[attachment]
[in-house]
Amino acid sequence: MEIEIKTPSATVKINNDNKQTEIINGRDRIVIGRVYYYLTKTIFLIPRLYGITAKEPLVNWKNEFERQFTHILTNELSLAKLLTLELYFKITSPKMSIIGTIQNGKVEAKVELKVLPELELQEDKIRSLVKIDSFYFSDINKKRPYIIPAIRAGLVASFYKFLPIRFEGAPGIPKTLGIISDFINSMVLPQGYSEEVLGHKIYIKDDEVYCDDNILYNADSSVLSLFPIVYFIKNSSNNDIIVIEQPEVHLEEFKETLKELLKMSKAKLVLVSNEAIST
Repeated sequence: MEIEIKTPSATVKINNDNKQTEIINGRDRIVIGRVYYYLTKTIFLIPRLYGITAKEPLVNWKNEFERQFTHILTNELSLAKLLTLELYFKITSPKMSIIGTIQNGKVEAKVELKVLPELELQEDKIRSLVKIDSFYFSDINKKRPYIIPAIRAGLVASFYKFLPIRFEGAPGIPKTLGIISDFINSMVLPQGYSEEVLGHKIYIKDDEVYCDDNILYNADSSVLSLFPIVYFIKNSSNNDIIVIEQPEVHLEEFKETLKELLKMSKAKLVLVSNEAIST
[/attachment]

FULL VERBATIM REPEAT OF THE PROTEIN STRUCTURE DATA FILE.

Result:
[in-house]
Amino acid sequence: MEIEIKTPSATVKINNDNKQTEIINGRDRIVIGRVYYYLTKTIFLIPRLYGITAKEPLVNWKNEFERQFTHILTNELSLAKLLTLELYFKITSPKMSIIGTIQNGKVEAKVELKVLPELELQEDKIRSLVKIDSFYFSDINKKRPYIIPAIRAGLVASFYKFLPIRFEGAPGIPKTLGIISDFINSMVLPQGYSEEVLGHKIYIKDDEVYCDDNILYNADSSVLSLFPIVYFIKNSSNNDIIVIEQPEVHLEEFKETLKELLKMSKAKLVLVSNEAIST
Repeated sequence: MEIEIKTPSATVKINNDNKQTEIINGRDRIVIGRVYYYLTKTIFLIPRLYGITAKEPLVNWKNEFERQFTHILTNELSLAKLLTLELYFKITSPKMSIIGTIQNGKVEAKVELKVLPELELQEDKIRSLVKIDSFYFSDINKKRPYIIPAIRAGLVASFYKFLPIRFEGAPGIPKTLGIISDFINSMVLPQGYSEEVLGHKIYIKDDEVYCDDNILYNADSSVLSLFPIVYFIKNSSNNDIIVIEQPEVHLEEFKETLKELLKMSKAKLVLVSNEAIST